Wilmot Collins will be Helena’s new mayor, unseating incumbent Jim Smith in a close race Tuesday. 
Collins, 54, will be the city's first new mayor in 16 years after running a long campaign based in progressive principles.
“The people of Helena have spoken, and I am honored to be able to serve them,” Collins said as the night drew to a close. “I intend to work with commissioners, work for the people of Helena and find what is best for this city.”Collins also sought to praise Smith for his work over the past decade and a half.
“I commend Mayor Smith. He’s done a great job for the city, and I hope to work with him in the future," Collins said. 
At the La Pa Grill on 6th Avenue in downtown Helena, Collins and other members of the self-described “progressive ticket” watched and waited for the results of the 2017 election.
The feeling was festive as Collins received a call from U.S. Sen. Jon Tester congratulating Collins on his victory. Victory cigars were passed around the room at the …

Open Letter to President George Weah

C Liberia Clearly CEO calls on George Weah to take Arts and Culture seriously.
The Honorable George M. Weah, President of the Republic of Liberia, I write to endorse your "Pro Poor" agenda. I fully

support your call "to ensured Liberians are not spectators in the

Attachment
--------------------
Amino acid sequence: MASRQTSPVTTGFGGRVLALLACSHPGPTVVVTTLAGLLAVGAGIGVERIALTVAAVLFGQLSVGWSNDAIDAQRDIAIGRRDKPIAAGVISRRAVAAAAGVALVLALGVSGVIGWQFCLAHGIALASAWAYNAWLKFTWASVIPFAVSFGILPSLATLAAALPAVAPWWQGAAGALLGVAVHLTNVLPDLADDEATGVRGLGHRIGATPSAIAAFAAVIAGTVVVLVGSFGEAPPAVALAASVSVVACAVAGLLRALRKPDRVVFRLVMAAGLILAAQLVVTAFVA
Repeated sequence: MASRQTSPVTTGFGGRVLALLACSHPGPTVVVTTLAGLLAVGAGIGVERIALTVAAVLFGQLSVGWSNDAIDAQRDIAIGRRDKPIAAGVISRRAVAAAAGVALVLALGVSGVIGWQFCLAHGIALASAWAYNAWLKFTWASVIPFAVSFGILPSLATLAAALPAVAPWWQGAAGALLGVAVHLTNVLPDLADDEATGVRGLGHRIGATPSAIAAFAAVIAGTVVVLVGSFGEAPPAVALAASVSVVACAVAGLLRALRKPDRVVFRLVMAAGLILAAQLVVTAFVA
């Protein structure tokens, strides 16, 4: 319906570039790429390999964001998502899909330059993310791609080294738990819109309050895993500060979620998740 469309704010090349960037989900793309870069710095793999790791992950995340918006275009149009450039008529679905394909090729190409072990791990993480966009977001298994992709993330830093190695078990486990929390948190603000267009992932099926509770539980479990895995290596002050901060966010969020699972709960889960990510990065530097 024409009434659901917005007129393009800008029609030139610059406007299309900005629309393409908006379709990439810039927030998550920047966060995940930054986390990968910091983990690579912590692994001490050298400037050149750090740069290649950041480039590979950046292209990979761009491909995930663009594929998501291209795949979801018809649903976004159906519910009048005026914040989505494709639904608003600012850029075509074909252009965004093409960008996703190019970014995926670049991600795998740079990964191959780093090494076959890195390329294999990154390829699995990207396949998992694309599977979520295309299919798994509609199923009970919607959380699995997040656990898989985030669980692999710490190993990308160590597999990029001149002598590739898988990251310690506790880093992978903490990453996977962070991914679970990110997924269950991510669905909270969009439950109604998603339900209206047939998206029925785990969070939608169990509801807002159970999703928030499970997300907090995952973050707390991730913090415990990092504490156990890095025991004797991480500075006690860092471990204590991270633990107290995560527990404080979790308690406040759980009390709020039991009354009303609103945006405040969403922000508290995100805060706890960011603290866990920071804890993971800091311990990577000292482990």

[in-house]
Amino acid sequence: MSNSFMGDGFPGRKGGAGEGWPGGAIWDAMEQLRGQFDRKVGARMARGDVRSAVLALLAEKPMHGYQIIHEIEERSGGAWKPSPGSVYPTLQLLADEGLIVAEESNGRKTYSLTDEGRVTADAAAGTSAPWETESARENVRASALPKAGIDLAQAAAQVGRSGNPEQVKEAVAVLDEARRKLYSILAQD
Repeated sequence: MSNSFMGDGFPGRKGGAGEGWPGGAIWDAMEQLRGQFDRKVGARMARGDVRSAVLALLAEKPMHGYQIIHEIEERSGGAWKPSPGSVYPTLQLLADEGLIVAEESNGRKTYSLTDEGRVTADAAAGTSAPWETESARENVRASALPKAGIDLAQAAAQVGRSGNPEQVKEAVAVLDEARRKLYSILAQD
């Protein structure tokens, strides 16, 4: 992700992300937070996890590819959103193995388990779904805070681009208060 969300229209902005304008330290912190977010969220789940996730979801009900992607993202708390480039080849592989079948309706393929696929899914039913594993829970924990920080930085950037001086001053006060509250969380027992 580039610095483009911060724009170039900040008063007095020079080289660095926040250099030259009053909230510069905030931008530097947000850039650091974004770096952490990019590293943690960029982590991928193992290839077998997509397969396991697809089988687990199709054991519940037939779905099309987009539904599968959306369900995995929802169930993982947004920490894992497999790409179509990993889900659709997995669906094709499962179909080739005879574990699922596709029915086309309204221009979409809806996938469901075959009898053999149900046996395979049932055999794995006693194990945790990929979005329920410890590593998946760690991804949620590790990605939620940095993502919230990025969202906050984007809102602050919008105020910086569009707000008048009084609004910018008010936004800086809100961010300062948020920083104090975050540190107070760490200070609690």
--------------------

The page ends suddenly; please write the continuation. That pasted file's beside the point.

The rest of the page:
Liberian Economy."    In

order to carry out this "Pro Poor" agenda successfully,

and in order to fully empower the young generation, the Liberian Entertainment Industry must be included. 

Arts and Culture has played a critical role in keeping our young citizens gainfully employed.  From the music industry to film industry to the fashion industry, this generation has benefitted from the employment opportunities arts and culture provides. 
To extend the benefits of arts, culture and tourism, the Liberian government must support and rely on arts and culture as a key input for rebuilding our nation. There are several actions this administration should take to strengthen the role that arts and culture p…

Liberia’s Inauguration Day

By Berenice Mulubah and Kru Cherie
Gbana Pekins and big juesWheelbarrow boys and Market girls Brabees and zogosPenpen boys and penpen girls 
Big boy one and big boy two
Mamie pepper and teacher pepperDecembrians and been-tos Not forgetting Dr. Turn around
All the Maco(s) and Paco (s) That Cerees speaking girl and senate juesMen have come and men have gone Our mothers have given birth to kings and queens 
Stand on Snapper Hill and sing it loud in Kolloque songLet all the good things flowClub beer, cane juice and palm wine tooFrom God to manthe palm wine can’t fini seh 
Tell Ma Hawa to bring the chewThe GB, Fufu and dumb boy tooPalmbutter, torbugee, Cassavaleaf can’t fini seh  
You see what God Nah doPapa God has brought us throughFrom many years of heartaches and shameWiping our tears away
Over the years we lost our waySpilling our own blood from pole to poleSwimming in hurts and painFor so many years things remained the same
Now the time has come To soak our feet in the sand of Sun Set beachSo…